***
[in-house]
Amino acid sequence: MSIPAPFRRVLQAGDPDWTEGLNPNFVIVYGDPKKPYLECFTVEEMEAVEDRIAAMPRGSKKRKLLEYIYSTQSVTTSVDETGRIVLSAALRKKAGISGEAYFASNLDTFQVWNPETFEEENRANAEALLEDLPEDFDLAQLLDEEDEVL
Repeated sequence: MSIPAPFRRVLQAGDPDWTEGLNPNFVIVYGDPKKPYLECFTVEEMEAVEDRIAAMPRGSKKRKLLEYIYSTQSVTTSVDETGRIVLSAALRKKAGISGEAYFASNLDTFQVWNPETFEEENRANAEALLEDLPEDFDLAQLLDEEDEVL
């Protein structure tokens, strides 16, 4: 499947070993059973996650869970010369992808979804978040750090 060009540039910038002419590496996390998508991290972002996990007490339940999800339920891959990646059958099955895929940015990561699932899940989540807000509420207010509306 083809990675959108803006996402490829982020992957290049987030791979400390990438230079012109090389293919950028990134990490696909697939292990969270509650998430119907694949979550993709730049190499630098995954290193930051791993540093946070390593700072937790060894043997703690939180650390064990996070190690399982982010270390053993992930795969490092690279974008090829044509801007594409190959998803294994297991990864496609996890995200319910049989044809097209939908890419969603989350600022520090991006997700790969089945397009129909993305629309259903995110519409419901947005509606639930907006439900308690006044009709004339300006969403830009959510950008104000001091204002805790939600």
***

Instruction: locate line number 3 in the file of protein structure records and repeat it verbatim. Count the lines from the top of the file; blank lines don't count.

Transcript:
Repeated sequence: MSIPAPFRRVLQAGDPDWTEGLNPNFVIVYGDPKKPYLECFTVEEMEAVEDRIAAMPRGSKKRKLLEYIYSTQSVTTSVDETGRIVLSAALRKKAGISGEAYFASNLDTFQVWNPETFEEENRANAEALLEDLPEDFDLAQLLDEEDEVL